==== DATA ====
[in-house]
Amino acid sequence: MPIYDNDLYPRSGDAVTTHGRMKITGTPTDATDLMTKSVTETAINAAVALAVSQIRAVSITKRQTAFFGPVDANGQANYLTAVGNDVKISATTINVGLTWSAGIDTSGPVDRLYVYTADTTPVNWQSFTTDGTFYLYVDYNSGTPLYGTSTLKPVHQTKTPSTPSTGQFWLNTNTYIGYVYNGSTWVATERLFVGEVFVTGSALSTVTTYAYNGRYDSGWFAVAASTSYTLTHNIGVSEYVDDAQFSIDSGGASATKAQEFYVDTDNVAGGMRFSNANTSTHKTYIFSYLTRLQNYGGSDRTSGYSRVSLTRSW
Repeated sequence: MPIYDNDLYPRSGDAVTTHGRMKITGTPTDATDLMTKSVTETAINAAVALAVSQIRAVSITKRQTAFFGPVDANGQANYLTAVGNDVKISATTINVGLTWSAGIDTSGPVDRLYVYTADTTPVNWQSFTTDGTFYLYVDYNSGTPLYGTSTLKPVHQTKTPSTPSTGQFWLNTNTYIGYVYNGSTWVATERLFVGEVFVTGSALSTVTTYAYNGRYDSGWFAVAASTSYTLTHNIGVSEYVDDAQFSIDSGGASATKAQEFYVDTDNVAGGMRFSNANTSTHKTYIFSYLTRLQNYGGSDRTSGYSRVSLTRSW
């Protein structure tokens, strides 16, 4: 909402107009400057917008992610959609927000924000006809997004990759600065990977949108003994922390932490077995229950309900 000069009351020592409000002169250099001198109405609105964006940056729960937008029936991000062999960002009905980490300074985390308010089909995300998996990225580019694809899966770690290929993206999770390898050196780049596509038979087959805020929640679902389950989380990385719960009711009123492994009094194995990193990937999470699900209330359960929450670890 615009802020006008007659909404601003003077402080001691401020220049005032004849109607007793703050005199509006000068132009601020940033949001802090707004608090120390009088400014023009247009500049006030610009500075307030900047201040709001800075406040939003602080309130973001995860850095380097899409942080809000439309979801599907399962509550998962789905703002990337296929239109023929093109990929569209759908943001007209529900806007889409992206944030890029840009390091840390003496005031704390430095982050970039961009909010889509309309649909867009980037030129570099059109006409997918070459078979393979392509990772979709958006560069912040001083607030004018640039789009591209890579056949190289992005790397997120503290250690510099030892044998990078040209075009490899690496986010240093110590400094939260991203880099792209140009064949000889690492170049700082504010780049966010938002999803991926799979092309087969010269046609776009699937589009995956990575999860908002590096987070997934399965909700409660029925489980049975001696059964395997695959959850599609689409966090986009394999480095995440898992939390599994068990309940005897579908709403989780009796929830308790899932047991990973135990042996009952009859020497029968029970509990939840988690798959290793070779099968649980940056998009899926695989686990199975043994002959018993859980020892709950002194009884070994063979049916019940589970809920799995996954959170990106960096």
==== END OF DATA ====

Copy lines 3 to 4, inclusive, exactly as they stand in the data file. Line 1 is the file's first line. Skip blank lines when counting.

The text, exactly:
Repeated sequence: MPIYDNDLYPRSGDAVTTHGRMKITGTPTDATDLMTKSVTETAINAAVALAVSQIRAVSITKRQTAFFGPVDANGQANYLTAVGNDVKISATTINVGLTWSAGIDTSGPVDRLYVYTADTTPVNWQSFTTDGTFYLYVDYNSGTPLYGTSTLKPVHQTKTPSTPSTGQFWLNTNTYIGYVYNGSTWVATERLFVGEVFVTGSALSTVTTYAYNGRYDSGWFAVAASTSYTLTHNIGVSEYVDDAQFSIDSGGASATKAQEFYVDTDNVAGGMRFSNANTSTHKTYIFSYLTRLQNYGGSDRTSGYSRVSLTRSW
């Protein structure tokens, strides 16, 4: 909402107009400057917008992610959609927000924000006809997004990759600065990977949108003994922390932490077995229950309900 000069009351020592409000002169250099001198109405609105964006940056729960937008029936991000062999960002009905980490300074985390308010089909995300998996990225580019694809899966770690290929993206999770390898050196780049596509038979087959805020929640679902389950989380990385719960009711009123492994009094194995990193990937999470699900209330359960929450670890 615009802020006008007659909404601003003077402080001691401020220049005032004849109607007793703050005199509006000068132009601020940033949001802090707004608090120390009088400014023009247009500049006030610009500075307030900047201040709001800075406040939003602080309130973001995860850095380097899409942080809000439309979801599907399962509550998962789905703002990337296929239109023929093109990929569209759908943001007209529900806007889409992206944030890029840009390091840390003496005031704390430095982050970039961009909010889509309309649909867009980037030129570099059109006409997918070459078979393979392509990772979709958006560069912040001083607030004018640039789009591209890579056949190289992005790397997120503290250690510099030892044998990078040209075009490899690496986010240093110590400094939260991203880099792209140009064949000889690492170049700082504010780049966010938002999803991926799979092309087969010269046609776009699937589009995956990575999860908002590096987070997934399965909700409660029925489980049975001696059964395997695959959850599609689409966090986009394999480095995440898992939390599994068990309940005897579908709403989780009796929830308790899932047991990973135990042996009952009859020497029968029970509990939840988690798959290793070779099968649980940056998009899926695989686990199975043994002959018993859980020892709950002194009884070994063979049916019940589970809920799995996954959170990106960096």